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Diary of Catherine Ann Devereux Edmondston, July 16, 1860


Diary of Catherine Ann Devereux Edmondston, July 16, 1860


Catherine Ann Devereux Edmondston (pictured) recorded in her diary her various emotional, social, and personal experiences, throughout the Civil War, that ultimately exposed the dominant attitude and perspective of a southern woman. Her diction, rhetoric, and elocution, throughout her diary, implies the fundamental values and expectations of the ideal Southern woman during the course of the Civil War. She maintained praise for the Southern cause and expressed her manner of opinion about such topics as the election of Abraham Lincoln, the secession of South Carolina, the battle at Fort Sumter and those “Yankees” up North. Catherine maintains her dairy well after the Civil War had ended, which provides an insight to the reconstruction efforts and the bitter frustrations that plagued the South. This specific diary entry reveals the pre-war sentiment of the South through the eyes of not only a woman, but also a persistent advocate for the Southern cause.


Catherine Ann Devereux Edmondston


Diary of Catherine Ann Devereux Edmondston, July 16, 1860, in Beth G. Crabtree and James W. Patton, eds., Journal of a Secesh Lady: The Diary of Catherine Ann Devereux Edmondston, 1860-1866 (Raleigh NC: North Carolina Division of Archives and History, 1979), 5-6.






Halifax County, North Carolina

Original Format



July 16, 1860

Finished making Blackberry wine. Made in all 28 ½ gal exclusive of one Demijohn which from being I suppose accidentally corked burst. I am told however that a Demijohn will burst even when uncorked if it is filled into the neck. I do not understand it- I should think it would run over and thus relieve itself, & even unless corked uncommonly tight, why does not the pressure rather drive out the cork than burst the vessel? Questions for Sir Humphrey Davy to answer or rather Sir Isaac Newton- seeming not more simple than “why does an Apple fall to the earth?”

Mr. E. went to Goldsboro to attend a Military Convention, its object being to draw up a Code for the organization of the Militia & to petition the Legislature to that effect. God be with him & make him useful in this new sphere of duty! Father seems to think it all useless & descants upon the folly of Gen Wm Augustus Blount who some years ago made a great fool of himself with his Military aspirations. Because Gen Blount’s a fool & did not know how to go to work, is no reason that these gentlemen now in Goldsboro should also decorate themselves with ears. I think they are right, tho I wish they had taken cooler weather for it!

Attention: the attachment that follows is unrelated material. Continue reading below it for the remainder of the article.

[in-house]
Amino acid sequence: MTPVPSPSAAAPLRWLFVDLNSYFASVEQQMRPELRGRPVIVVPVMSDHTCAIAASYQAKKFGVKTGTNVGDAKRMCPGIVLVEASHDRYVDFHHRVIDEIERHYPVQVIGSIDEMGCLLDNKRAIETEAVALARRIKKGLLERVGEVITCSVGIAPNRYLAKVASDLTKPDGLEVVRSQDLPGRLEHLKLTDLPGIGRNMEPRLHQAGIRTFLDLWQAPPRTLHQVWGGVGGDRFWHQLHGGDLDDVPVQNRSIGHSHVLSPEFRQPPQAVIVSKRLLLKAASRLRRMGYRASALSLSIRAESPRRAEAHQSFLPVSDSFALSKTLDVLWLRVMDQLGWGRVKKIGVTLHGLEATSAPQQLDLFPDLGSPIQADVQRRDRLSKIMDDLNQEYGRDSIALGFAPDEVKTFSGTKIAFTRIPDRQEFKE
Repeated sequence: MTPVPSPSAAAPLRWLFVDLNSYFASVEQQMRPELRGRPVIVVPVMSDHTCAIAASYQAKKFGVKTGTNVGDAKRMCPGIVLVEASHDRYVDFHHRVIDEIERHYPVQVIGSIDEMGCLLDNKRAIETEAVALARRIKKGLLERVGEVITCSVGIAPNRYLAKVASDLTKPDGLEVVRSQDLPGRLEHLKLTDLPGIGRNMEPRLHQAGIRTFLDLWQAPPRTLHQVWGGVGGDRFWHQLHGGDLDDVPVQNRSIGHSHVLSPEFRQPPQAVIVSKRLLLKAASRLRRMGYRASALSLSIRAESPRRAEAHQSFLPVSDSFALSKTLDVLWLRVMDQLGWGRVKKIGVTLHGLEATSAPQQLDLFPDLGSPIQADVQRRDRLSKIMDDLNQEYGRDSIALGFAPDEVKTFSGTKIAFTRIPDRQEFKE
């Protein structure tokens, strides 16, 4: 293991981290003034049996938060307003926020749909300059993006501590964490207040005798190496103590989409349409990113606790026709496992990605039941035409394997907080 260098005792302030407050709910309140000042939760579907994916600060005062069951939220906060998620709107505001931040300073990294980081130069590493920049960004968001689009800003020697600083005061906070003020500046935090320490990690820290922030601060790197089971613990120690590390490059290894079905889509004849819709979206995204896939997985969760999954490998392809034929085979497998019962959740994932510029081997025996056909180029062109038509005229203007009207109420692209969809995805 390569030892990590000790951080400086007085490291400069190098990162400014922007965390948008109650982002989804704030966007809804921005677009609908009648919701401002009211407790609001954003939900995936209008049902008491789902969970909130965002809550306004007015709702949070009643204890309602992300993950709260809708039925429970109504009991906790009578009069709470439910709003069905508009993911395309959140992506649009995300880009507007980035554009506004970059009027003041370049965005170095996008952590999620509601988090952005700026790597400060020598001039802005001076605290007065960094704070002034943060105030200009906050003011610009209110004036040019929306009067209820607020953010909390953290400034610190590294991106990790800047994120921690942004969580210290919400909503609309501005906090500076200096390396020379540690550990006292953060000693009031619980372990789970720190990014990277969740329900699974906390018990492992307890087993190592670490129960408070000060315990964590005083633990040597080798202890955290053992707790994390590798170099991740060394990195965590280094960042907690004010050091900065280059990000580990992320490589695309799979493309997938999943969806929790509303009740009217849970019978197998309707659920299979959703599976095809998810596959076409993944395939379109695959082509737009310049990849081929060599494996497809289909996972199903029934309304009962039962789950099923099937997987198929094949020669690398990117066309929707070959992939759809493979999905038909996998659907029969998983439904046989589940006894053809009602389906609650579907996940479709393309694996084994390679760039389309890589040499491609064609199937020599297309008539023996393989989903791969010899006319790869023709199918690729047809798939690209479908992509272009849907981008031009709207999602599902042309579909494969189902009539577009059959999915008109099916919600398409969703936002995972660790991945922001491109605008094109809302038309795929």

Heard today on Mr. E’s return that they had made him President of the Convention! How shall I behave? I feel like the Militia Colonel’s wife who when her husband was made Colonel, kept exhorting her daughters to “sit up & behave like Cunnel’s daughters”! He says the crowd was terrible, the weather intensely hot, the Military generally well represented by delegates from almost the whole State. A Committee whereof he is Chairman is appointed to draft a Militia Law- the Convention to reassemble in the fall at Salisbury at his call.

I wish father was more sympathizing! He does not conceal that he thinks it all folly, childs play, no need of preparation for war; & always winds up with an abuse of S Carolina for her extreme views. Wonder if he takes S C as an exemplar, & by a reverse of the usual figure wherein one stand for many, he makes the many stand for one viz Mr E. I do not see how in the present attitude of the North, sample they have given us in the John Brown Raid, he can be so indifferent to our preparation for the future one. Peter, however is on the other extreme; he is like the War Horse in the Bible who “sniffs at afar.” He almost says with Patrick Henry that “the next breeze that sweeps from the North will bear with it the resounding clash of arms.” He is sure that Abraham Lincoln will be elected & we plunged into a civil war before the year is ended! God avert it! – and keep him from being a veritable Cassandra! He is one only in prediction now; may he never be so in fulfillment.


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Catherine Ann Devereux Edmondston , Diary of Catherine Ann Devereux Edmondston, July 16, 1860, Civil War Era NC, accessed April 19, 2024,